India’s exports jump 58pc to hit all-time high of $34bn

4 April, 2021 12:00 AM printer

NEW DELHI: India’s merchandise exports witnessed a huge jump of 58 per cent year-on-year (YoY) and touched a record $34 billion in March, indicating a recovery in demand, preliminary data released by the government showed. Sequentially, the growth in merchandise exports was 21 per cent.

However, for the whole of financial year 2020-21 (FY21) exports contracted 7.4 per cent YoY to $290.18 billion because of the disruption caused by the Covid-19 pandemic, report agencies.

“Make in India, Make for the World: Merchandise exports in March 2021 grew by 58 per cent YoY to $34 billion, the highest ever in Indian history. PM Narendra Modi ji’s trade policies have propelled Indian economy to historic new heights, even amidst the pandemic,” Commerce Minister Piyush Goyal tweeted.

Imports grew 52.89 per cent YoY in March to $48.12 billion, compared with $31.47 billion a year ago. For the whole of FY21, it contracted 18.07 per cent to $388.92 billion.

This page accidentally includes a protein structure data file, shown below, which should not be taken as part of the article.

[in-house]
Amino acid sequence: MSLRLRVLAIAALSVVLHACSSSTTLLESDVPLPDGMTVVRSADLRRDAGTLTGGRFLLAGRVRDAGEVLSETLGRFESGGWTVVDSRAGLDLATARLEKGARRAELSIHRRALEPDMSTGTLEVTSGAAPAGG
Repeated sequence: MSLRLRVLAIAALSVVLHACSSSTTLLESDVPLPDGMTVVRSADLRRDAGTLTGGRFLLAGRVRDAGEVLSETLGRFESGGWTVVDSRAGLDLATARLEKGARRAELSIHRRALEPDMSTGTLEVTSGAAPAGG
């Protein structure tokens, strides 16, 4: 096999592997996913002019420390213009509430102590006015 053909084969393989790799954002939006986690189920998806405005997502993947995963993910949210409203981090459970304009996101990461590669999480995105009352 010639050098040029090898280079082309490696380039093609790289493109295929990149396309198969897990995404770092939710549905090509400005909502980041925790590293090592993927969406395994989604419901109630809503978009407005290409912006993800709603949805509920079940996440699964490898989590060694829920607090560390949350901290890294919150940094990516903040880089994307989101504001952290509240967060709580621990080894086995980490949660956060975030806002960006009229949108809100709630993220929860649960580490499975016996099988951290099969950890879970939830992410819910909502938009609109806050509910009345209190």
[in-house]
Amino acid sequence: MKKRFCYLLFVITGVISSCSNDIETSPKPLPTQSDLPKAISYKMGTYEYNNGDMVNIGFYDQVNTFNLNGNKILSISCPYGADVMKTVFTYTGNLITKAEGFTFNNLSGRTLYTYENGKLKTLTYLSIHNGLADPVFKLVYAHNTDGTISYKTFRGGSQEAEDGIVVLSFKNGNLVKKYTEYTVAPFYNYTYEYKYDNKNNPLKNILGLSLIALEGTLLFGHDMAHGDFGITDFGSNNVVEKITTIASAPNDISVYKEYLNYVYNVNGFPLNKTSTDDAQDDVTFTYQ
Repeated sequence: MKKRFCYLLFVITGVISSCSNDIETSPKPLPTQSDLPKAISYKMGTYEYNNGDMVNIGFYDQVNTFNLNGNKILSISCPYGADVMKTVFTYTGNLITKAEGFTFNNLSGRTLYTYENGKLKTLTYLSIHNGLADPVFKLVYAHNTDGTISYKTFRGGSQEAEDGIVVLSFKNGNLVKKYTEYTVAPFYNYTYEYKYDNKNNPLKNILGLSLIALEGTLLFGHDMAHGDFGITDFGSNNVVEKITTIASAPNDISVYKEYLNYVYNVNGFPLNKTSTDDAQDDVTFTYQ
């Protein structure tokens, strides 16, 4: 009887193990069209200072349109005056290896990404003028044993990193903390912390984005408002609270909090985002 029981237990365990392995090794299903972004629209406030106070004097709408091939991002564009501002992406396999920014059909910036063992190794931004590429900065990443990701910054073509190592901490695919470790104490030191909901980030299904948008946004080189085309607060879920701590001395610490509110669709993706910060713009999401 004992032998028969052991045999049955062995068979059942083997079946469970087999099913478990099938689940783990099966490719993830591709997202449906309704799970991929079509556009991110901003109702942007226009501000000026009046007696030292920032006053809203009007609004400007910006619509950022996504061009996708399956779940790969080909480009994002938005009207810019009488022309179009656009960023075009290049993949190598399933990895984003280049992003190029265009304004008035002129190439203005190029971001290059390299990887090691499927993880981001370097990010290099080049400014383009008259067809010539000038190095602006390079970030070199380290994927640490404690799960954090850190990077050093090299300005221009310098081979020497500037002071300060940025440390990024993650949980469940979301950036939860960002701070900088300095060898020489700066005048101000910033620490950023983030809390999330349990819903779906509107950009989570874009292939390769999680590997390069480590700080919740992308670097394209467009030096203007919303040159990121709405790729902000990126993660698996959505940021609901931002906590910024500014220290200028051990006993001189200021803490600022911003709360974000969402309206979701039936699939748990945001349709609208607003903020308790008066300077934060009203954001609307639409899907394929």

“India is, thus, a net importer in March, with a trade deficit of $14.11 billion, as compared to a trade deficit of $9.98 billion, an increase of 41.4 per cent,” said an official statement.

Ajai Sahai, director-general (DG) and chief executive officer (CEO), Federation of Indian Export Organisations (FIEO), said the turnaround in exports was remarkable, despite challenges because of a shortage of containers and hike in freight.

“Exports are generally much higher during March, which is generally the peak season. Unfortunately, last year (in March) exports fell due to the lockdown. The growth (this year) is impressive despite the logistics-related challenges. We can look forward to taking our exports to $340-350 billion in the next financial year. We should aim for double-digit growth next year,” Sahai told Business Standard.

He also cautioned that such a high level of exports may not be sustainable every month. “But even if we have $30 billion of exports every month, we can reach $350 billion easily,” he said.

The top five commodity exports in March were other cereals (323.65 per cent growth), oil meals (228.4 per cent), iron ore (194.98 per cent), jute manufacturing including floor covering (105.19 per cent), and carpets (89.86 per cent), data showed.

As far as inward shipments were concerned, there was a decline in items such as silver (contracted 90.22 per cent), newsprint (down 50.66 per cent), transport equipment (32.73 per cent), project goods (32.56 per cent), and pulses (13.88 per cent) in March.


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